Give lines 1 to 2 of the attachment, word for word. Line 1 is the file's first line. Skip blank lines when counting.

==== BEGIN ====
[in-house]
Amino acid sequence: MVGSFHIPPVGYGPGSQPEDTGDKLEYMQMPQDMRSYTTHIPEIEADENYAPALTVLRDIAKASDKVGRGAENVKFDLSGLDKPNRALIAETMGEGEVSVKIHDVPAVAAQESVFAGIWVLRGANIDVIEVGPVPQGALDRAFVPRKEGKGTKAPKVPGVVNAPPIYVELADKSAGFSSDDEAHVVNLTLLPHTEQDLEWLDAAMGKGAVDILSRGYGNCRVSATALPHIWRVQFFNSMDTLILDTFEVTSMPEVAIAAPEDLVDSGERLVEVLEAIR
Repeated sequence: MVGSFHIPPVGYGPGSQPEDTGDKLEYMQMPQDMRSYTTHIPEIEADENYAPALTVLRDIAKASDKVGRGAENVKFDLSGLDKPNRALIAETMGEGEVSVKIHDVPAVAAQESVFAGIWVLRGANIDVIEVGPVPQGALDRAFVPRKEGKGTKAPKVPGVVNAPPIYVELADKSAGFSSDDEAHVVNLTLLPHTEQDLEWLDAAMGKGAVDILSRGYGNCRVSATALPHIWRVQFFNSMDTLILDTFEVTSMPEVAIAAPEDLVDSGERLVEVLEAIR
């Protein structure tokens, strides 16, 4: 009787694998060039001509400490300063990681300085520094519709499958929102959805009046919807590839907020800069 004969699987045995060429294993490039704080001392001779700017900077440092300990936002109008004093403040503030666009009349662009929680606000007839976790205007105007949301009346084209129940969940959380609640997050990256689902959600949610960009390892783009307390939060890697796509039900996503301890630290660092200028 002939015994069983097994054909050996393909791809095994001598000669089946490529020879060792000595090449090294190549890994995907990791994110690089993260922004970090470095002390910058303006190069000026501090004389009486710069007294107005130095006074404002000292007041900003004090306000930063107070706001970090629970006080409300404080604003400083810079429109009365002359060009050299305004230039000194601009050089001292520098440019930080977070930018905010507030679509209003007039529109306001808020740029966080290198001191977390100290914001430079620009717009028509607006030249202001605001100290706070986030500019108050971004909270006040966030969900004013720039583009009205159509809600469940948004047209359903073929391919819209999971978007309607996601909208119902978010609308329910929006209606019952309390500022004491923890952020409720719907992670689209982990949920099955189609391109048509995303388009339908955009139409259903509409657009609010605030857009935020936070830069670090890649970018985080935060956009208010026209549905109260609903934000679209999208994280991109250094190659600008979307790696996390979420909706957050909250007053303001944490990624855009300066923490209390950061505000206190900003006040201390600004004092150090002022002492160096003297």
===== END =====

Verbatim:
[in-house]
Amino acid sequence: MVGSFHIPPVGYGPGSQPEDTGDKLEYMQMPQDMRSYTTHIPEIEADENYAPALTVLRDIAKASDKVGRGAENVKFDLSGLDKPNRALIAETMGEGEVSVKIHDVPAVAAQESVFAGIWVLRGANIDVIEVGPVPQGALDRAFVPRKEGKGTKAPKVPGVVNAPPIYVELADKSAGFSSDDEAHVVNLTLLPHTEQDLEWLDAAMGKGAVDILSRGYGNCRVSATALPHIWRVQFFNSMDTLILDTFEVTSMPEVAIAAPEDLVDSGERLVEVLEAIR